An Island Engine Show

By Staff
1 / 3
The club's logo appeared in the plaque that was given to exhibitors.
2 / 3
7 HP Abenaque and 2 HP Titan belonging to Dan McClure. Early tall-base 6 HP Famous tank-cooled shown by Terry Spencer.
3 / 3
15 HP Superior belonging to Robert Cagas was the largest engine displayed.

Box 1844 Vineyard Haven, MA 02568

How many engine shows have been held on an island? The island of
Martha’s Vineyard, 7 miles offshore from Cape Cod, was treated
to the first antique engine, vehicle and equipment show in its
history on October 15 and 16, 1988. Sponsored by the Martha’s
Vineyard Agricultural Society and organized by the Martha’s
Vineyard Antique Power Association, the show was held on the
society’s fairgrounds in the farming community of West

Exhibitors coming from off-island took a 45-minute ferry ride
each way which required reservations in advance, but despite the
extra travel time, off-island exhibitors outnumbered islanders’
displays. Perfect fall weather guaranteed a fine time, but nobody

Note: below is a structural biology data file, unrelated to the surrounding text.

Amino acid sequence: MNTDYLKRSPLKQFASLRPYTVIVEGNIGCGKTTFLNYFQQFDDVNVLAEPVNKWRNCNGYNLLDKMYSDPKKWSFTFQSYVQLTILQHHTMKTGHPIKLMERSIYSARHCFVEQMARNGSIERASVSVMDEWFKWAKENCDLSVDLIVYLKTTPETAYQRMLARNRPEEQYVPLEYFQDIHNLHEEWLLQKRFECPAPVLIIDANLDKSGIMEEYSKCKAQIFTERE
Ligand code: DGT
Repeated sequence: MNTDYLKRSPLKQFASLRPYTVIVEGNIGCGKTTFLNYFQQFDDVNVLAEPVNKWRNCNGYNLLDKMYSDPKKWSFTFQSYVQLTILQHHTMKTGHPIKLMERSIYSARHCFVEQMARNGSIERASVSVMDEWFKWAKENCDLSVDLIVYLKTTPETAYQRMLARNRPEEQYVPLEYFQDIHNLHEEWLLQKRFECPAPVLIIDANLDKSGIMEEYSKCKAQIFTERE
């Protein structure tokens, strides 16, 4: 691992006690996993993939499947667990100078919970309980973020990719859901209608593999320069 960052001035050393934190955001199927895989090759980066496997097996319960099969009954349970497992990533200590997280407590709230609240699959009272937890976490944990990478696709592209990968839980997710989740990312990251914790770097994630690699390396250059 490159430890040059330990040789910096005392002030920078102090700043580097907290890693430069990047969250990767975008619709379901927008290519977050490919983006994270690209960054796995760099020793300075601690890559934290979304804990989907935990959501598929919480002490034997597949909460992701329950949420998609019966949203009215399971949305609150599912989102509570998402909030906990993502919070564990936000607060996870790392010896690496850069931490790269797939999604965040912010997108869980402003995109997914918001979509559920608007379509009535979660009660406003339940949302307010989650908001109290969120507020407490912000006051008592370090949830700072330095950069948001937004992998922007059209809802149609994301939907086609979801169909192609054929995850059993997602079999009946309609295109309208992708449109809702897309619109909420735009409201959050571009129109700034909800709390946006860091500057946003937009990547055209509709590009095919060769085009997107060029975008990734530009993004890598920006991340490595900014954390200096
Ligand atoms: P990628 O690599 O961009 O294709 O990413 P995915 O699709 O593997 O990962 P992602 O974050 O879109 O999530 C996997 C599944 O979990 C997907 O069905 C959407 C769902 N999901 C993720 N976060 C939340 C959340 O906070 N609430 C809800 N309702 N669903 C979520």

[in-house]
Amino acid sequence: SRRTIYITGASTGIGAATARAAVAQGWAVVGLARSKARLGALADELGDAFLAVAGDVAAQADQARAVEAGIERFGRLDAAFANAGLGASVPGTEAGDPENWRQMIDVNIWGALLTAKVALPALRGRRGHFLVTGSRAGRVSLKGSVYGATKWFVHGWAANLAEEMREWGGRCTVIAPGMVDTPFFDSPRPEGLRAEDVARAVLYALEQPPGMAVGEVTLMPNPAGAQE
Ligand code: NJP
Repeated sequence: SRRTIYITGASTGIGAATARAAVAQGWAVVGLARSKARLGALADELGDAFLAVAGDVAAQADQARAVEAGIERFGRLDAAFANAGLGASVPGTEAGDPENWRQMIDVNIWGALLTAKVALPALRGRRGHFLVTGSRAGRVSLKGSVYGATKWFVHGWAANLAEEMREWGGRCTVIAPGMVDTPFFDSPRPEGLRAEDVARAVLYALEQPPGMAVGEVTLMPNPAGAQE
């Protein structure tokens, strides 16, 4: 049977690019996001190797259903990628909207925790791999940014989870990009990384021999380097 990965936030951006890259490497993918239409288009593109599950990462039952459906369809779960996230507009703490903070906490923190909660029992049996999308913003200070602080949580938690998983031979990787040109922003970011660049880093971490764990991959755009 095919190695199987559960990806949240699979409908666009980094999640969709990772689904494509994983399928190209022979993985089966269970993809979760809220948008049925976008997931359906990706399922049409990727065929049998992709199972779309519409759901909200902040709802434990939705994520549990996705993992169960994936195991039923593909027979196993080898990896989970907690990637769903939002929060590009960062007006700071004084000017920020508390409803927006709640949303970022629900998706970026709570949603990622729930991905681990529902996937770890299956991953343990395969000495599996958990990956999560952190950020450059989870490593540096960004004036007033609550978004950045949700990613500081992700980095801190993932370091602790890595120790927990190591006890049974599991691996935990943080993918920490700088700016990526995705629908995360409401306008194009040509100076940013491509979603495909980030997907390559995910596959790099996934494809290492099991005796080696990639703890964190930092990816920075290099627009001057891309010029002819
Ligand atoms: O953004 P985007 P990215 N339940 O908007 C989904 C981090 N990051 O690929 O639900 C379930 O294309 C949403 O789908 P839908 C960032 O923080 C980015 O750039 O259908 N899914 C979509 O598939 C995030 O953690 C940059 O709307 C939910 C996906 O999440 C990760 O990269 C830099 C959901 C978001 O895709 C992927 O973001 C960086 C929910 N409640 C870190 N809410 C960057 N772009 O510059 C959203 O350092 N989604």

in our small group of Vine yard engine enthusiasts anticipated the
show’s success: 100 engines, 10 vehicles, 8 tractors, five
model engines, 3 motorbikes and several bicycles were exhibited,
and both days brought hundreds of curious spectators to the

Leonard Athearn’s 2 HP Meitz & Weiss, which has been in
his family on the island since the turn of the century, was the
oldest engine; a 1 HP IHC Titan Jr. was the smallest, and a 15 HP
Superior trailered over to the island by Robert Cagas was the
largest engine on display. Harold Rogers, the island’s first
collector, showed several engines-all good runners in unrestored
condition-that he had found on the Vineyard over the years. His 6
HP disk-flywheel Economy originally earned its keep powering a
carpentry shop.

Other unusual engines displayed were: 7 HP Abenaque hopper
cooled, early tall-base 6 HP Famous, 6 HP Foos Type S hopper
cooled, 6 HP Robertsonville, 4? HP Olds Gas Power Co., 6 HP Fuller
& Johnson, 3 HP Galloway, 2? HP Titan, and several one
cylinder, 2 cycle marine engines including Albert Lindley’s 4
HP Acadia installed in an 18 foot fishing dory.

Stanley Clem brought a 36′ factory steam whistle which he
had never heard blow; thanks to Dale McClure’s portable
compressor, the whistle hooted for all the town to hear and
reminded us islanders of the whistles on the steam-powered ferries
of our youth.

Many spectators said that the show reminded them of a time when
life was simpler and slower-paced, and all agreed that those
reminders are good for us all.

The second annual Martha’s Vine yard Agricultural Society
show is planned for October 14 and 15, 1989. Mark your

Gas Engine Magazine
Gas Engine Magazine
Preserving the History of Internal Combustion Engines